SHAMOKIN - The total cost of outstanding bills that had gone unpaid by the city in 2013 has been tallied.

Shamokin is on the hook for $811,492.07, a staggering amount even considering that city officials had been estimating the total at $800,000 since late last year.

Two standard manila office folders sit atop a filing cabinet in the city clerk's office, but inches-thick piles of paper invoices from dozens of vendors are too big to fit inside them.

There are bills from law firms, an assessor, insurance companies, rock salt distributor, hardware store, automotive centers, cleaning services and a great many more. Utility companies are represented, too: natural gas, water, electric, sewer, communications.

The last of the bills were input into the city's accounting software in late March, a task that began in January under the current administration after they were collected from city hall, including from inside the dormant office of former city clerk Steve Bartos, who went on medical leave in mid-November.

All bills accrued in 2014 are up to date, according to city officials. That includes costs for services this year from the utility companies, but those bills are also marked for past dues.

Apart from basic accounting of owed expenditures, it was necessary to input the bills to show lending firms a hard figure in the pursuit of a loan to pay off the debt.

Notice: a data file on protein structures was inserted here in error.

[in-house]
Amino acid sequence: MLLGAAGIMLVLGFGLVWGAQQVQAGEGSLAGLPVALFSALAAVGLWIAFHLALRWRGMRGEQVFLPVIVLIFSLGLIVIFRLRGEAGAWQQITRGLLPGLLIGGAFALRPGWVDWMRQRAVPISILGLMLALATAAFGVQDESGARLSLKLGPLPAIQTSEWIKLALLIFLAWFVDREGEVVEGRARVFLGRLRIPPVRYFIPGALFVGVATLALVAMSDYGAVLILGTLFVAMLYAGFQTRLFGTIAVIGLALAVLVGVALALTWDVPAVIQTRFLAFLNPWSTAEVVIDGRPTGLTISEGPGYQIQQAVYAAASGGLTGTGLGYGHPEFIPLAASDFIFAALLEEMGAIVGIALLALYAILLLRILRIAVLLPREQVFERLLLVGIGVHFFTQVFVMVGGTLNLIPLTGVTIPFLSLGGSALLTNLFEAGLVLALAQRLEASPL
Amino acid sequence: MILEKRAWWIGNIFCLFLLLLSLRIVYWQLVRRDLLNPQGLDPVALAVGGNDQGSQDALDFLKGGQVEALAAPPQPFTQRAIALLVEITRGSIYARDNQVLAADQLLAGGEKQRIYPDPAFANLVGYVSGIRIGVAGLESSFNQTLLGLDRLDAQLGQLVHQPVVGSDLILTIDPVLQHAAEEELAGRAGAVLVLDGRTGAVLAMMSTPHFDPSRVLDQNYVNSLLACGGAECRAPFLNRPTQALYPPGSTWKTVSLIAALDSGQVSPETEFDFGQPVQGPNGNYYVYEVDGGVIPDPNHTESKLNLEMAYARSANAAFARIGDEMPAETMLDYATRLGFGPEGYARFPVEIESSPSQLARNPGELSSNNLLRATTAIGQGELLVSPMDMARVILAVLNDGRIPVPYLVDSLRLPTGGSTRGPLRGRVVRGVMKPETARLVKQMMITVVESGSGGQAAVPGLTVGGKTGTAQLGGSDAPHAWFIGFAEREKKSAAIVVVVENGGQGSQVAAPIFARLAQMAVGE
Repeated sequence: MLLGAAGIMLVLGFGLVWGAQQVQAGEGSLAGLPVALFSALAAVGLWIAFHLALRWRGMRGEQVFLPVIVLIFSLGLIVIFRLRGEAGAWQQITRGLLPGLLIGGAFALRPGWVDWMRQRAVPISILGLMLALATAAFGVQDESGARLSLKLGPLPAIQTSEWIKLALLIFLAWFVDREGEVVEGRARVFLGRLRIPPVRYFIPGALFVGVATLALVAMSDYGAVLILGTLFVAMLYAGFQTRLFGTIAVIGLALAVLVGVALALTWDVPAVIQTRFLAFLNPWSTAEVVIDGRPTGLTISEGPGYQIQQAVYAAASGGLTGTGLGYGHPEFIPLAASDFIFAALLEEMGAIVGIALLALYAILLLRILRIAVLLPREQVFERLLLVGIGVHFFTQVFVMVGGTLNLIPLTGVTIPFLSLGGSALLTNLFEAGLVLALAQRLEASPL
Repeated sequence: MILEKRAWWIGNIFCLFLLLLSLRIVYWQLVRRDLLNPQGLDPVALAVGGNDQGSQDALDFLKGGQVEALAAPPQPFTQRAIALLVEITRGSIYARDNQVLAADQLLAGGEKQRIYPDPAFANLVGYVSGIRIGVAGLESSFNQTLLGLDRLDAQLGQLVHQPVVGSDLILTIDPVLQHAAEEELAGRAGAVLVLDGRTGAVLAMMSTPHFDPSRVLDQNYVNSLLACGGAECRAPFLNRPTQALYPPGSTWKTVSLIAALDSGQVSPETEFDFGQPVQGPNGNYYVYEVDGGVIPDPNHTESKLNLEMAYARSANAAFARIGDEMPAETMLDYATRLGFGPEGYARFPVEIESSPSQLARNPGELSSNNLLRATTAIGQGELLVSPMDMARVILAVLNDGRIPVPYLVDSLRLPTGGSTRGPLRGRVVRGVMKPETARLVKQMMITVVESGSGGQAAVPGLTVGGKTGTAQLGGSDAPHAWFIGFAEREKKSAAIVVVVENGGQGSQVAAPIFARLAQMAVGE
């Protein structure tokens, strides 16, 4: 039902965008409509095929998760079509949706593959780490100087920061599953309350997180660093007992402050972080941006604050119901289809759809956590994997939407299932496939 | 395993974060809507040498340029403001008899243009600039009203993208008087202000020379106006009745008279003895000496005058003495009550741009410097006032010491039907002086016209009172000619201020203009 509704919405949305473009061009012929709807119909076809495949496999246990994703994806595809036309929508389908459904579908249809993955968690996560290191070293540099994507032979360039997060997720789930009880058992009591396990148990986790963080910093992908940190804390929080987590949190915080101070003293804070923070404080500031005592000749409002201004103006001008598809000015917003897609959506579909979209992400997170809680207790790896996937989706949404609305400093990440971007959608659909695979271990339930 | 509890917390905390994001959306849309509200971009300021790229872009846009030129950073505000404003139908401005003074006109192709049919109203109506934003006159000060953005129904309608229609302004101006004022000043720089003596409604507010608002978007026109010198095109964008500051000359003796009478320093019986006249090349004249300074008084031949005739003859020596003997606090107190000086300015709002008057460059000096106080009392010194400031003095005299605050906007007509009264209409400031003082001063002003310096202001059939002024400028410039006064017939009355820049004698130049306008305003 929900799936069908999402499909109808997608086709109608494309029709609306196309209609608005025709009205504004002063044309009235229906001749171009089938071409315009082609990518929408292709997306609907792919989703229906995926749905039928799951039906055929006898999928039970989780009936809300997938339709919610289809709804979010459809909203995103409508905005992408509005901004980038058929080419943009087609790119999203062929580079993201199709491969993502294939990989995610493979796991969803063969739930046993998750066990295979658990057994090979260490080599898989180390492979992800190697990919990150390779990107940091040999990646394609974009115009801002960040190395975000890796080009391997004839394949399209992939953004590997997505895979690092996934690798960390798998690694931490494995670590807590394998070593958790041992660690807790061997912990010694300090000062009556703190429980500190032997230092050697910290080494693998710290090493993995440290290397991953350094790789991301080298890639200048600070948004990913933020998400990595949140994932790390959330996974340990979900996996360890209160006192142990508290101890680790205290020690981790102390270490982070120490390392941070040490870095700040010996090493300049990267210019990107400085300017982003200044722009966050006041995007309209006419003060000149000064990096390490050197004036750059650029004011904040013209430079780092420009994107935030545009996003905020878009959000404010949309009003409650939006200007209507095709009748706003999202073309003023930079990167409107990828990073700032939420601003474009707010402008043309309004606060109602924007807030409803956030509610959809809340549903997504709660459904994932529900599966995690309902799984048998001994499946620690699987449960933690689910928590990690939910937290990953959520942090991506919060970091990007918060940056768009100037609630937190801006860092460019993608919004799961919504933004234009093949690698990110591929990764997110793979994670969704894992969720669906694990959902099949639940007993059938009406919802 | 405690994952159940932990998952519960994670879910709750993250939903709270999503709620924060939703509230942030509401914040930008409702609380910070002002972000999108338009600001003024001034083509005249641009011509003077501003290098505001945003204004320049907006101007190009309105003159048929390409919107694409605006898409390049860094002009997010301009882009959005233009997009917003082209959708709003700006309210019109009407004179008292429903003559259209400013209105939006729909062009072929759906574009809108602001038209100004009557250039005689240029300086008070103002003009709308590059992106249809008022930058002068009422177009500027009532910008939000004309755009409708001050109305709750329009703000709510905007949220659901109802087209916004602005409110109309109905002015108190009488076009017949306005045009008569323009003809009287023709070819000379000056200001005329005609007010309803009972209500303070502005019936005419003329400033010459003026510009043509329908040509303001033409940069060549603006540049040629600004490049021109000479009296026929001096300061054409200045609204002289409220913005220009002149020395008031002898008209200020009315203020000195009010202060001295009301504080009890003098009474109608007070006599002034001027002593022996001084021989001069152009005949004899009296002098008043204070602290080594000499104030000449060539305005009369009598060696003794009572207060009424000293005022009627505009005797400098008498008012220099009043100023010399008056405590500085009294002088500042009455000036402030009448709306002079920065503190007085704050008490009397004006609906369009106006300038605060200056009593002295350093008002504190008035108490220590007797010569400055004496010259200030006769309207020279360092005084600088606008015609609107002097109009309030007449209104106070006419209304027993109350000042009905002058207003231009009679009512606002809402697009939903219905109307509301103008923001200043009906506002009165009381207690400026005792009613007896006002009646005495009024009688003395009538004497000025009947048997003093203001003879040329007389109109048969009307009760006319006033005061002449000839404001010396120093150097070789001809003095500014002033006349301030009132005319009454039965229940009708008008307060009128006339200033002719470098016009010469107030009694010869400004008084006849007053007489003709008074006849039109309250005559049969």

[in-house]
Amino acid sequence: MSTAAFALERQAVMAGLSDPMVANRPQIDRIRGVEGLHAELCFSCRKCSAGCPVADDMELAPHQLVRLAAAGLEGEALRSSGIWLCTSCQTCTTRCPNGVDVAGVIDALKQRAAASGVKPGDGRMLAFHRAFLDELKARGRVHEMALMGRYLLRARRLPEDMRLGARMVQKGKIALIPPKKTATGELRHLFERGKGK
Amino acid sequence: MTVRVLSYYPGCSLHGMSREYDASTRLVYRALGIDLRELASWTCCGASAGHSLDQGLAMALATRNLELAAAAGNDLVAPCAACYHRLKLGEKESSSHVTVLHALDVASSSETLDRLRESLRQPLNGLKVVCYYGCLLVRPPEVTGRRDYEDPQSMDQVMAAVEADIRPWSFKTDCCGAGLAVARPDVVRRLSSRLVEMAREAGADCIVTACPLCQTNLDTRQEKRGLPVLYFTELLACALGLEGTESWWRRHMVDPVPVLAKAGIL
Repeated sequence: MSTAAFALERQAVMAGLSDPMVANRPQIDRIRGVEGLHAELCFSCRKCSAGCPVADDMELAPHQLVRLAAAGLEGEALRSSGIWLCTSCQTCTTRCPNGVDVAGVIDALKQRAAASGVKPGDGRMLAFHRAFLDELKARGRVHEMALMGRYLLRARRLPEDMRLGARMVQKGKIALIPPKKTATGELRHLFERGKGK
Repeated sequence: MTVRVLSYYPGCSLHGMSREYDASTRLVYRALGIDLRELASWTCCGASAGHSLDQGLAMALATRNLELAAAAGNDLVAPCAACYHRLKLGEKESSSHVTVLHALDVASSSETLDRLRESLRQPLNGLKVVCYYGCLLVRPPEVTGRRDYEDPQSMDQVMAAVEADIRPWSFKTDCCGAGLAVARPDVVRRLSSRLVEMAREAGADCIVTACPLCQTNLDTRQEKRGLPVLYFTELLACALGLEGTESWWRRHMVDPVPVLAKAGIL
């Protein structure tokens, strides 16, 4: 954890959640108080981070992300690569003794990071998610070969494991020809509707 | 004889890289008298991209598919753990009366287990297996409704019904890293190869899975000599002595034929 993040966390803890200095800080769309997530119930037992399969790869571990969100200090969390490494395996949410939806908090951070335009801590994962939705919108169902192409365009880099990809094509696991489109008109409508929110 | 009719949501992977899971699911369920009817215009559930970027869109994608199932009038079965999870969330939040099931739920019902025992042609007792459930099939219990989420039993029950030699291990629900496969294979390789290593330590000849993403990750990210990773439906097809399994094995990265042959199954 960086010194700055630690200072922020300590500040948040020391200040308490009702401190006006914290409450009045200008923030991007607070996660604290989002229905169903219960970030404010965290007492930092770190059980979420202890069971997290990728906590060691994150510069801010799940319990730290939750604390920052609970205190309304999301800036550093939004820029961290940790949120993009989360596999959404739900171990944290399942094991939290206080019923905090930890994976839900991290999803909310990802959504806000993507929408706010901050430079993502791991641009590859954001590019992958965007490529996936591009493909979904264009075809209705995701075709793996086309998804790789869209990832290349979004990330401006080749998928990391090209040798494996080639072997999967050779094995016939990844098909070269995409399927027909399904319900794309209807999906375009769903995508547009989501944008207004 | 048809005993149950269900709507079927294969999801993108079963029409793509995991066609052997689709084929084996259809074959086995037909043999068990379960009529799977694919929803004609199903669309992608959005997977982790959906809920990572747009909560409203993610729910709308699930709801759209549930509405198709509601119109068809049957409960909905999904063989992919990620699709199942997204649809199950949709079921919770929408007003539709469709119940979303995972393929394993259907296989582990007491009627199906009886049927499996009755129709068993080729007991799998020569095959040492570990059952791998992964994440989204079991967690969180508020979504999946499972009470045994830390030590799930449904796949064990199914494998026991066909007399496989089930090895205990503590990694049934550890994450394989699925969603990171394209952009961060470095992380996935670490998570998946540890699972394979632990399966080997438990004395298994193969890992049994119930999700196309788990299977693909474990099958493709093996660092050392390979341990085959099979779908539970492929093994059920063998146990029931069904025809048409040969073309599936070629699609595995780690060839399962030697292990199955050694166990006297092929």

The city had been negotiating with Miners Bank, of Schuylkill County, for a loan to cover the unpaid bills, referred to as "unfunded debt."

Susquehanna Bank, Shamokin, was also considered but decided against loaning the money, according to Mayor William D. Milbrand.

The current city council took office in early January and has been working with state Department of Community and Economic Development and private-sector financial advisers on securing the financing. It was among many issues - employee furloughs, budget revisions, expired police union contract - inherited by the council.

Milbrand said the three months they've had to work on it is not enough time.

"I would say a loan of this magnitude at the very minimum would take six months," he said.

Milbrand believes that the current council - himself and council members Barbara Moyer, David Kinder, R. Craig Rhoades and Charlie Verano - can competently manage Shamokin's finances if a loan is granted.

He fears that without the loan that Shamokin could be labeled by the state a financially distressed community under Act 47. That designation allows the state potentially expansive oversight over the city's attempt at fiscal recovery, including following a state-approved plan and perhaps appointing an adviser to guide financial decision-making. It could also open up the city to changes in existing collective bargaining agreements and potential reduction in staffing, temporary or permanent.